In the second segment of the event, the panel moderated by Ordorica explored what the future of a globalized Mexico means for its growing number of multinational corporations. Grosse and Glover cautioned against an overreliance on the American market. Living in the shadows of the world’s largest single market and being so tied to it culturally and economically, it’s hard for Mexican business to engage the rest of the world as much as it should. Grosse also said that despite its largely positive strategic position, Mexico and its companies need to invest more in research and development, an area in which they lag behind Brazil. Grosse also said that Mexican companies should do more to insert themselves in valuable global supply chains and think about doing a better job of marketing its own brands overseas. Glover concurred, and added that one thing she’d still like to see is for Mexico’s growing number of homegrown multinationals “bet on inclusivity and diversity in their workforce, not as a matter of social justice, but for their own competitiveness and growth.”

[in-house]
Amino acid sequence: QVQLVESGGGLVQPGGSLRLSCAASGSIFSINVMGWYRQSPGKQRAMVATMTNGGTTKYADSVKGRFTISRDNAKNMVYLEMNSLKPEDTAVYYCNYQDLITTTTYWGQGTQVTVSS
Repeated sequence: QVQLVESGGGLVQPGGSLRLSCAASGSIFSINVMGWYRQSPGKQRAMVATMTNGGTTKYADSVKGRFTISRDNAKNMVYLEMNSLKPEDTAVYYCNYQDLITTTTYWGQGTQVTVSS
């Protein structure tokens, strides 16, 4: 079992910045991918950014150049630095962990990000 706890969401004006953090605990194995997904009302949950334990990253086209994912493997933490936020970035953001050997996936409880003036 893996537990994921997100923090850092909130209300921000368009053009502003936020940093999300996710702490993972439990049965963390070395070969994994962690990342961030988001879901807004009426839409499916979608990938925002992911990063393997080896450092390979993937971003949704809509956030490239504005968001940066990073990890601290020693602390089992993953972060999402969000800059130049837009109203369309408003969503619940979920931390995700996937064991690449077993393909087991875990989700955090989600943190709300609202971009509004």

Santa Maria, whose company does business in more than a dozen countries, acknowledged that when FEMSA started doing business in South American countries, “we assumed we already knew how to sell Coca-Cola there, or operate a convenience store, that it was the same as back in Mexico,” but that such an attitude was a mistake. “We really need to understand our consumers in each market, discover their preferences, and cater to them. Every market is different, and even within one country you can have several different and distinct markets.”
As for learning about other markets, Guajardo, whose parents didn’t attend school past the sixth grade, also mentioned at the event that one of his big breaks in life came in college when he persuaded the person at the Universidad Autónoma de Nuevo Leon who oversaw scholarships to ASU under an exchange program at the time to let him come to Tempe for graduate studies. “I didn’t speak a word of English when I was 20, but I talked my way into the program by saying I would be studying economics, and it’s all numbers anyway.”
You can’t plan your life too far ahead these days, Guajardo said, noting that the planning periods of our careers keep getting shorter. “Life is like a game of connecting dots, with each dot serving as an inflection point that when added to all the others in a sequence, as time unfolds, create the story of who you become.”
On a far more prosaic note, Guajardo was presented at the event with a pitchfork T-shirt and something especially meaningful to him: a gift certificate to his favorite ASU hangout: The Chuckbox burger joint on University Avenue.
“I might have some free time to stop by soon,” he said with a chuckle, considering the dots yet to be connected down the road.
Written by Andrés Martínez